This is not what struck me this morning.

Towards the end Paul says, “He has delivered us from such a deadly peril, and he will deliver us again. On him we have set our hope that he will continue to deliver us, as you help us by your prayers. Then many will give thanks on our behalf for the gracious favor granted us in answer to the prayers of many.”

Paul was not just speaking to them about the time he was imprisoned 10 years ago and telling them to hang in there because it eventually gets better. He wasn’t saying, “Listen, in a different life, I struggled with that too. I can relate!” Paul was saying that this is an ongoing battle. We are still facing the exact same challenges that you are facing today, and we will most likely continue to face them. We have full expectation that God will continue to be faithful and the fact that we are still in the midst of our struggle will be a testimony to God’s unfailing love and others can then see the manifestation of the power of their prayers as they lift us up in our battle!

Wow.

This changes the game. I know for me personally, no matter what I am struggling with during any season life, it is always helpful to have people in my life that can relate and say, “I went through that also. Here is how God helped me deal with it.”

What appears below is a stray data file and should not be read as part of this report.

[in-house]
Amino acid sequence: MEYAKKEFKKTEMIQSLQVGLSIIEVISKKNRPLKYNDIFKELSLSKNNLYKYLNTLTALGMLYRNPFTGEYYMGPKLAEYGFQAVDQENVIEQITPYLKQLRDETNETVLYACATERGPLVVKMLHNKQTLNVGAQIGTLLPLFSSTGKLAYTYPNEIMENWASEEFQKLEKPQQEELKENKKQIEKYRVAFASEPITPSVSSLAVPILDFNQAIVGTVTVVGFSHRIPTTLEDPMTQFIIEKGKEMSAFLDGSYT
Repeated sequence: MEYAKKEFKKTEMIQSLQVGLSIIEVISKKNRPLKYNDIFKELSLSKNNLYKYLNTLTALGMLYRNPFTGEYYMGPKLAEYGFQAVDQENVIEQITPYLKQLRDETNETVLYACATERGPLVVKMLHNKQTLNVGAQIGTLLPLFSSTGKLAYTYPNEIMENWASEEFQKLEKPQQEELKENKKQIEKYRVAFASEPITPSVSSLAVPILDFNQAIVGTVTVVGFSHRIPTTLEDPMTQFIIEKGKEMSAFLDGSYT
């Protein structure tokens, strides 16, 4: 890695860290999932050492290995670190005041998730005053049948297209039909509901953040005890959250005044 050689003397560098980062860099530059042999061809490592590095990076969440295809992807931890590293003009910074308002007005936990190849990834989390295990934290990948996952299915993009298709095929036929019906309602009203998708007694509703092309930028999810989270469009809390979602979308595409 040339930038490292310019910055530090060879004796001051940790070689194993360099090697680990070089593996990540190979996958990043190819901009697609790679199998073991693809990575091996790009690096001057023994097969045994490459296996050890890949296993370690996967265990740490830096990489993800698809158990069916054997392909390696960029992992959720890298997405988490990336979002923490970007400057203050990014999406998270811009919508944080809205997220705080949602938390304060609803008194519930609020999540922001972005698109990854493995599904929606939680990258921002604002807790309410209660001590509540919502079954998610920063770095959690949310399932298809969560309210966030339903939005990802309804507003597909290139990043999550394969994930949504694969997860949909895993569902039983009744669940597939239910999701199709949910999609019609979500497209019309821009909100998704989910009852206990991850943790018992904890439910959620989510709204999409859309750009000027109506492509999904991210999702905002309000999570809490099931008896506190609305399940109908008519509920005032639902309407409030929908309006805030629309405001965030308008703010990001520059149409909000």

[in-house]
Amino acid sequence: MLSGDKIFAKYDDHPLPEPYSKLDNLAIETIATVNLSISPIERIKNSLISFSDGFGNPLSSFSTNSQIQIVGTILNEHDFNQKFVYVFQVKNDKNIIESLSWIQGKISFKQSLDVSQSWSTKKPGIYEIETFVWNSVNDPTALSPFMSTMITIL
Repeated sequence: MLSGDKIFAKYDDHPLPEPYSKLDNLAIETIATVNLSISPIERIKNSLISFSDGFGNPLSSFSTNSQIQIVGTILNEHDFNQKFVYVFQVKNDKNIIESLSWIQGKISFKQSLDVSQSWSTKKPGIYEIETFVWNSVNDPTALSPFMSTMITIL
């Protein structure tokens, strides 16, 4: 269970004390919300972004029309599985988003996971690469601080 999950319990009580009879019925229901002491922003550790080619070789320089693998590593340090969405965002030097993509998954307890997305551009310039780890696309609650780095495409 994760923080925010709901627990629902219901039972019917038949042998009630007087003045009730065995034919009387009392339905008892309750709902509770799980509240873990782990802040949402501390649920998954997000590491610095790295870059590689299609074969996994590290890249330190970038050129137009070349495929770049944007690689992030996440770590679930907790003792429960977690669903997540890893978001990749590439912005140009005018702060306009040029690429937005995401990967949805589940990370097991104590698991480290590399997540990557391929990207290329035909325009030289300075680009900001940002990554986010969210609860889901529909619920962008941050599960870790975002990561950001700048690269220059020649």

It is even more powerful when someone is able to say, “I am right there in that battle with you…still. Today. This is a fight I am currently fighting and God is going to continue to deliver us. On him we can set our hope, together.”

There is serious power in battle partners that you go to war with against an enemy who is cunning and knows exactly how to attack each and every one of us.

Just because your battle may be lessened from where it was at it’s peak, there is still serious power in your willingness to be open about it. You don’t have to still be stuck in, what seemed like, a bottomless pit of shame and self-defeat. Friends of yours that are still early on in their particular battle are able to take extreme comfort knowing that they are not alone.

We have all struggled with any number of things, anger, jealousy, alcoholism, pornography, gluttony, pride, drug addiction, adultery, lying, or coveting; and we are still tempted in some form or fashion every day. Being able to tell a brother or sister in Christ about your still present struggles instead of talking about them in an academic, past tense way, gives so much more comfort.